Couldn’t have said it better myself, Filippo.
As with the recently rediscovered Spanish Droids and Ewoks comics, I have once again teamed up with my Star Wars collaborators to make this Italian comic available in English. As before, translation duties for the story fell to me, while author Rich Handley re-lettered the comic, and Star Wars: Empire’s End contributor Mike Beidler produced PDFs of Il Potere della Forza in its original and translated forms available for download at my website and Rich’s site.
For the full interview with artist Filippo Rossi, go here.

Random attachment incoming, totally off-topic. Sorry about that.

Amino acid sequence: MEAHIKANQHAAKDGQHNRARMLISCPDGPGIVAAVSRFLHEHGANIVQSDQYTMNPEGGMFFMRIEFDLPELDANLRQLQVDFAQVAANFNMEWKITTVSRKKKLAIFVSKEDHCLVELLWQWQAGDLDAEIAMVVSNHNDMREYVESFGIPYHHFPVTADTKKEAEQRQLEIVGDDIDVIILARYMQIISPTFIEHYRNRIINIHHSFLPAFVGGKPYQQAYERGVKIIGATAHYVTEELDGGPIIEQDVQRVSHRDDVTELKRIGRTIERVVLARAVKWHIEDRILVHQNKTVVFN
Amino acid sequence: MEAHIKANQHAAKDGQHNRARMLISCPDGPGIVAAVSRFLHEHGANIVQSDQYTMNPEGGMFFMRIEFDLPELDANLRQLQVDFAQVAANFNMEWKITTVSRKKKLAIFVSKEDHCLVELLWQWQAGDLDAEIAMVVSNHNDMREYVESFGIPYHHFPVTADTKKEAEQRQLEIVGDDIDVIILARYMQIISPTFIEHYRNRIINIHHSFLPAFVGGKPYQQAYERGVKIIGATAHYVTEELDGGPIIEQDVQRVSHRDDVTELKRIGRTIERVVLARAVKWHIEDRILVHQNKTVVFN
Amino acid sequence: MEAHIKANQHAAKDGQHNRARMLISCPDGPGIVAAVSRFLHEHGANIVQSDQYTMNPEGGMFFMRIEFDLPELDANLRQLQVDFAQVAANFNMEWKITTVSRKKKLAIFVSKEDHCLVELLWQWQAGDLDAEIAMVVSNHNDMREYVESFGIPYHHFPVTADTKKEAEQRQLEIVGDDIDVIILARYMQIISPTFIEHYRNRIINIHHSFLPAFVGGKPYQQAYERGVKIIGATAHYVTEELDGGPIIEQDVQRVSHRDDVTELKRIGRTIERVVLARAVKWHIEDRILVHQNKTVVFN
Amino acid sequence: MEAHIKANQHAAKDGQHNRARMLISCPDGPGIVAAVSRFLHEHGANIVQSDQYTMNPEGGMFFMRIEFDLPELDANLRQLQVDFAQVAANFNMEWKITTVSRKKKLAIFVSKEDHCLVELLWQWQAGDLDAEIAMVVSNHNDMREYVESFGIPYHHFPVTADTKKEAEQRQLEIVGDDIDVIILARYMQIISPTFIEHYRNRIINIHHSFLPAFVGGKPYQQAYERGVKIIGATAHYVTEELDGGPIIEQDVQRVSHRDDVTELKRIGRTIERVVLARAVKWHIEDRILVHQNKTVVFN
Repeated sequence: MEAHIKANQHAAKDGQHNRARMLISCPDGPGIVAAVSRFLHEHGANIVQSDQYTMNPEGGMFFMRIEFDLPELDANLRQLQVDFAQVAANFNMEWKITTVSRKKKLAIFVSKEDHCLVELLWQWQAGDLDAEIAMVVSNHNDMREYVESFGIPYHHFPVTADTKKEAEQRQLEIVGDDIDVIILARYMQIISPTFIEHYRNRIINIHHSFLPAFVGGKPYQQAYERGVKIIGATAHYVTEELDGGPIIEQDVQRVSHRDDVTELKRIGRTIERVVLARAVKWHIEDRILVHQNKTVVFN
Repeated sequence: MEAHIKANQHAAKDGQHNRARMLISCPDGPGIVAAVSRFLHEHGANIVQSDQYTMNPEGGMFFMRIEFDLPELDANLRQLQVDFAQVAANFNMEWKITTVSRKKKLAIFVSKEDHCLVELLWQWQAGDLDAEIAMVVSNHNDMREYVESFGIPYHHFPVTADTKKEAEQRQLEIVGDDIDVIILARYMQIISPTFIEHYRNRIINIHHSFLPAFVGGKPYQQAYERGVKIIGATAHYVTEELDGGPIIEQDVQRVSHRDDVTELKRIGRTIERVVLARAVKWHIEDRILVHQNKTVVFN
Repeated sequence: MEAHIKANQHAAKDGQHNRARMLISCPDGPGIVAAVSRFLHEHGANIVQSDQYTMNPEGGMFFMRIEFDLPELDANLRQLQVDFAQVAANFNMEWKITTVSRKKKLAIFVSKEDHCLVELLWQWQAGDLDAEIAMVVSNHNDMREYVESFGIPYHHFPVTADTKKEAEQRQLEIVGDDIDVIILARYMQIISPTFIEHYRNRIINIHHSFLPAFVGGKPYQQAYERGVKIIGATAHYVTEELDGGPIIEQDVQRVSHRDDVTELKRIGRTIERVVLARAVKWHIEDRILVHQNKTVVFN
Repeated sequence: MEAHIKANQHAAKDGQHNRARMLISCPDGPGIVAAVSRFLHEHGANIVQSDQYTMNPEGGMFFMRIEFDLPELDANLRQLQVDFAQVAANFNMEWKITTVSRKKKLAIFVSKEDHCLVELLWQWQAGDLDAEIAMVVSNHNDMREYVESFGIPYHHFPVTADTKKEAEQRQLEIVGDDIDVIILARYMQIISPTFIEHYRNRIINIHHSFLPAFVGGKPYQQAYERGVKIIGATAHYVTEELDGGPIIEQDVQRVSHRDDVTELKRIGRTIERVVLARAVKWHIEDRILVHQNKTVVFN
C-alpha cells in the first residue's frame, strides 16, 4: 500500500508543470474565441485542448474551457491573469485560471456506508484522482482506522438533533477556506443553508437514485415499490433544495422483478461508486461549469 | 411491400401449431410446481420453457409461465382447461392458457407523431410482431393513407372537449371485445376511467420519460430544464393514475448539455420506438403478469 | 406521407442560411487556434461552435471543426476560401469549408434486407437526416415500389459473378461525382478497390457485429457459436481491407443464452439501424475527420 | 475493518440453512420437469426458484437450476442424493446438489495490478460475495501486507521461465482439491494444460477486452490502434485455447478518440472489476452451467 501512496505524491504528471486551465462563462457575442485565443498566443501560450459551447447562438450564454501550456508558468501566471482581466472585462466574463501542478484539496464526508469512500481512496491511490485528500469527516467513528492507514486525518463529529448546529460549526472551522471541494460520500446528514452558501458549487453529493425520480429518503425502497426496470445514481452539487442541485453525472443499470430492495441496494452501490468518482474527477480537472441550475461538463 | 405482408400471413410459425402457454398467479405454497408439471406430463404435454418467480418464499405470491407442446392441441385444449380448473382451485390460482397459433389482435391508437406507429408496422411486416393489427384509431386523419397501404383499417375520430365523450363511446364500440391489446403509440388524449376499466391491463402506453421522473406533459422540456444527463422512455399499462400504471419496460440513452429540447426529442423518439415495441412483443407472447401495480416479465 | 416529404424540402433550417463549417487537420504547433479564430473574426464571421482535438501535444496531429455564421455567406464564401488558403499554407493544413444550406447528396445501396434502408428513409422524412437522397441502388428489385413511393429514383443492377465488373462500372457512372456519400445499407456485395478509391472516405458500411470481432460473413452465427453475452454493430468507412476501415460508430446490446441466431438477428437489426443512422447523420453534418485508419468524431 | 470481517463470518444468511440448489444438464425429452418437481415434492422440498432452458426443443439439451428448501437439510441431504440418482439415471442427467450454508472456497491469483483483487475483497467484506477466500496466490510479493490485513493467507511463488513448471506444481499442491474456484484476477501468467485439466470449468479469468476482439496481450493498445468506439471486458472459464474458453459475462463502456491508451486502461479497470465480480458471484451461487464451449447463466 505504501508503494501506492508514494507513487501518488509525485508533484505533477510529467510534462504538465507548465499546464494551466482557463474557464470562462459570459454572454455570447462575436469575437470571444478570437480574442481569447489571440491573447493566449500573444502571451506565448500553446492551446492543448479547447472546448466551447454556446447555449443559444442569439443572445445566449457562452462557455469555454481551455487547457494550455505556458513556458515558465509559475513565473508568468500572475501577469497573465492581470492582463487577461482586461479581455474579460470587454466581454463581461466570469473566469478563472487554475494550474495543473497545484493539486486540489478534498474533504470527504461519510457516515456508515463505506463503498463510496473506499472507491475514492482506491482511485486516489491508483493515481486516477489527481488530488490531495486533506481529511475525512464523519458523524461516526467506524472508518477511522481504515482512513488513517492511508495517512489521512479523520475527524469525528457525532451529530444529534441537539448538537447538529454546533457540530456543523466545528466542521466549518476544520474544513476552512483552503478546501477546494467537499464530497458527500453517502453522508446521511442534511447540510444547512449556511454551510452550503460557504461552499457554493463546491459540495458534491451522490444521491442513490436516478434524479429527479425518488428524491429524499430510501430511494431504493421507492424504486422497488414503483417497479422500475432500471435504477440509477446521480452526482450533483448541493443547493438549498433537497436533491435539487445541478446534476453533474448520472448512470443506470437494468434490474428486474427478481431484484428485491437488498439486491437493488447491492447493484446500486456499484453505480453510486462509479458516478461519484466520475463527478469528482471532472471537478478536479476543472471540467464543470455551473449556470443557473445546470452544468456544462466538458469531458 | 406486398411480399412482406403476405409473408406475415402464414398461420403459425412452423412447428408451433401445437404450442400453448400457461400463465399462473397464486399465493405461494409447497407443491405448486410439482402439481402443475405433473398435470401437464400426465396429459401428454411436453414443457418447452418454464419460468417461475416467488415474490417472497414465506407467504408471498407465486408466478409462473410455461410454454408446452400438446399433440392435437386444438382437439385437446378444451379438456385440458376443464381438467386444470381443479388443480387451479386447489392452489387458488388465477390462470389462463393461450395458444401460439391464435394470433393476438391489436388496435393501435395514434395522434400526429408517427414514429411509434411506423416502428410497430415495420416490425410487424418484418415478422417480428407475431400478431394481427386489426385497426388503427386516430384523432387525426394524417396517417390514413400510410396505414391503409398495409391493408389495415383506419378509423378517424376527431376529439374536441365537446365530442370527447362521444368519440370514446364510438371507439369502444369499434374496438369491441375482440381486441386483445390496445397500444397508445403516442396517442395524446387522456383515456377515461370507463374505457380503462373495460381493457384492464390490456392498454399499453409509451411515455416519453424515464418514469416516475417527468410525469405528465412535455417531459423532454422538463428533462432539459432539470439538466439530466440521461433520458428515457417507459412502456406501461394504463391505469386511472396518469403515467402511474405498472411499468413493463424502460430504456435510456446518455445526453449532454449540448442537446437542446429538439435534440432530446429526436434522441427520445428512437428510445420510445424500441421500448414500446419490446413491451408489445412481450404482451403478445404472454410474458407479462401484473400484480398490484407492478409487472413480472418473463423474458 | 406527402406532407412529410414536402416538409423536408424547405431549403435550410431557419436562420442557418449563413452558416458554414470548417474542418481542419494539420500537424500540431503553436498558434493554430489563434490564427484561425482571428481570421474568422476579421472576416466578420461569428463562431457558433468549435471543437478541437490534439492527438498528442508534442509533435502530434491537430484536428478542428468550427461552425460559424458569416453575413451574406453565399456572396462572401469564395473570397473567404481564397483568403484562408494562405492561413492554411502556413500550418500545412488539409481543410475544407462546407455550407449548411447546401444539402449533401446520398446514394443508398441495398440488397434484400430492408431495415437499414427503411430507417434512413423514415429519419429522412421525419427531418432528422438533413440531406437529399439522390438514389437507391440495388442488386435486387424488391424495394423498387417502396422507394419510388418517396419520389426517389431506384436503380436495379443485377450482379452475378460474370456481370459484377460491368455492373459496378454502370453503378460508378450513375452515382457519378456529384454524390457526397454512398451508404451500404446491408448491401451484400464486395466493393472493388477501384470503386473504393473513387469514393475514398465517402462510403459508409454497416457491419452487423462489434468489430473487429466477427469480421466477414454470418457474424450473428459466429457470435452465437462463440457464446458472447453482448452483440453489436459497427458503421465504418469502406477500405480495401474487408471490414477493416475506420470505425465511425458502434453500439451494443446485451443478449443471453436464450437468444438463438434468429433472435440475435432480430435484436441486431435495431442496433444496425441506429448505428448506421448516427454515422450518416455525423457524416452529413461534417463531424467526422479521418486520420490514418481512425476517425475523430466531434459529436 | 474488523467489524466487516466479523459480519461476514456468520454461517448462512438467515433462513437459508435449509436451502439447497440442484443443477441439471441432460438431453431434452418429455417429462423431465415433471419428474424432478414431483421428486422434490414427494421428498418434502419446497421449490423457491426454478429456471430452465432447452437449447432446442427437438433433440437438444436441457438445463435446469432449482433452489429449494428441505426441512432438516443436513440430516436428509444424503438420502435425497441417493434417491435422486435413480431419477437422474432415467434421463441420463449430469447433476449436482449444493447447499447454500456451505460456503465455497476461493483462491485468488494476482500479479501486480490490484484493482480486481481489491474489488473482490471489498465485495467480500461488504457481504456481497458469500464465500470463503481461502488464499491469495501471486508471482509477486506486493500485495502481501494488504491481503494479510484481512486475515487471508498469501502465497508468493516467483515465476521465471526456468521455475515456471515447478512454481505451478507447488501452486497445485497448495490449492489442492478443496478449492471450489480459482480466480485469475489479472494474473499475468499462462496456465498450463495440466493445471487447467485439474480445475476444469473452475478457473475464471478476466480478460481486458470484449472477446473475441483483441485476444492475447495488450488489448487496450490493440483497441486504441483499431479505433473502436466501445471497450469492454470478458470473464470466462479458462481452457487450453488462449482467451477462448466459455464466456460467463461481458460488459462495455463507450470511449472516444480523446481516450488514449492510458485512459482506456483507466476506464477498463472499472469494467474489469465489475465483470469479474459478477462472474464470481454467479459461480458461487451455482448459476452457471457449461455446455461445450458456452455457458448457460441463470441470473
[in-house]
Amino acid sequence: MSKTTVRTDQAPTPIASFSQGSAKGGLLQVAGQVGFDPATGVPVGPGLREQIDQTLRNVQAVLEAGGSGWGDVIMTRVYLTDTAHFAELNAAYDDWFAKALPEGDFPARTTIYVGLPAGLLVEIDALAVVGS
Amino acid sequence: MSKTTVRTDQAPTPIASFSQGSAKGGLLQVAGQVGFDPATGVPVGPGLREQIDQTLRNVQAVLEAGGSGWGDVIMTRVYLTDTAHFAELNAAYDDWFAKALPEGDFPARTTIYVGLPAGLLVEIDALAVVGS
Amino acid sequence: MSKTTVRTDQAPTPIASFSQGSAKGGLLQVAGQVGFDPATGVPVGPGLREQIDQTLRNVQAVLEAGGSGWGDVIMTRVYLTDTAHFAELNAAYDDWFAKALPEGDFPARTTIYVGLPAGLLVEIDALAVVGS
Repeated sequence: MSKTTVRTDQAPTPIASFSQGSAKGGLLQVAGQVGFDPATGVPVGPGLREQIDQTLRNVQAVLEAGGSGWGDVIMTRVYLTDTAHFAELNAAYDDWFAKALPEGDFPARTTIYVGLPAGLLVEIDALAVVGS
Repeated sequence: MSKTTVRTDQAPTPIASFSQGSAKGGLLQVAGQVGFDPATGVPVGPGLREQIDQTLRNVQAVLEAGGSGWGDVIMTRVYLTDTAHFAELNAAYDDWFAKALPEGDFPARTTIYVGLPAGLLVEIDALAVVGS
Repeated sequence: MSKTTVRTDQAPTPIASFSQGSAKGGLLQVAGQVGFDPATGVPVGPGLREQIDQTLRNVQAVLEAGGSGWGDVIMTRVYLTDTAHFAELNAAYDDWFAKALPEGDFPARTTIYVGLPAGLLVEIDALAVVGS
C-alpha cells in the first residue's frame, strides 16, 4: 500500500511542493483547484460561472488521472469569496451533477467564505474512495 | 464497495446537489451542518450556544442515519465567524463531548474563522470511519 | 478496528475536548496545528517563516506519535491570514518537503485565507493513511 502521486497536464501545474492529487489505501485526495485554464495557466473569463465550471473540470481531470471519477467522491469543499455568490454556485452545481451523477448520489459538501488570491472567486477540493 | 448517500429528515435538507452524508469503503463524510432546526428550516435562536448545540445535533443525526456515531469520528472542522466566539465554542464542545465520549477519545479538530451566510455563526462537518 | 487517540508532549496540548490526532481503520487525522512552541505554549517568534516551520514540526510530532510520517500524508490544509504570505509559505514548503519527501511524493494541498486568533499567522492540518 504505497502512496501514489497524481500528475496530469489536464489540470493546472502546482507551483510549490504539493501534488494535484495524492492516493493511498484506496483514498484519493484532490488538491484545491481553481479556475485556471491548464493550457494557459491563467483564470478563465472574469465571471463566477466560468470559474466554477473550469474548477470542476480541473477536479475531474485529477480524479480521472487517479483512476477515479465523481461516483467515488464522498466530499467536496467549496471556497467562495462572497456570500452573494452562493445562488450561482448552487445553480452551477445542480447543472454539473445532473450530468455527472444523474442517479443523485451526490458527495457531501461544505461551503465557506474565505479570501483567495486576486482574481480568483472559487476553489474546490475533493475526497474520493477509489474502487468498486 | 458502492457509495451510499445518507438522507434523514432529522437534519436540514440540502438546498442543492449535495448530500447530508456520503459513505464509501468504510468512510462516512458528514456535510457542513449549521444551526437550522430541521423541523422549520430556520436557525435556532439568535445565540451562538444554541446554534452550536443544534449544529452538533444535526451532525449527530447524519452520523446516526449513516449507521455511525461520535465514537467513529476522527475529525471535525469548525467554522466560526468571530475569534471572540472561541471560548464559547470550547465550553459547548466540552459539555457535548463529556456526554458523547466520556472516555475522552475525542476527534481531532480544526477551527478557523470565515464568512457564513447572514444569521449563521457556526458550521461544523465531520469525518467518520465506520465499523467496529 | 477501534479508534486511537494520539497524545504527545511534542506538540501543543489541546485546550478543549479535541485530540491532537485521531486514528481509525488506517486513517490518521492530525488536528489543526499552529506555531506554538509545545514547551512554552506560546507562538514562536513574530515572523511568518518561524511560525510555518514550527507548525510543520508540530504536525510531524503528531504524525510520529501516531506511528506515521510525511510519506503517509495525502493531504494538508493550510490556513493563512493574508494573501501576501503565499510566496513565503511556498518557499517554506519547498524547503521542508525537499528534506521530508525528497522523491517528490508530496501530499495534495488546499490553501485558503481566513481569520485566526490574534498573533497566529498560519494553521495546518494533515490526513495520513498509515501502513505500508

Abel G. Peña is the author of dozens of Star Wars fiction and nonfiction articles for Star Wars Insider, Star Wars Gamer, Star Wars Fact Files and StarWars.com, a co-author of Vader: The Ultimate Guide and Knights of the Old Republic Campaign Guide, and a translator of rare and forgotten Star Wars comics. Abel’s work has also appeared in the anthology Italy From a Backpack, Dungeon/Polyhedron and the Wizards of the Coast official website. Abel can be found at abelgpena.com, Facebook and Twitter.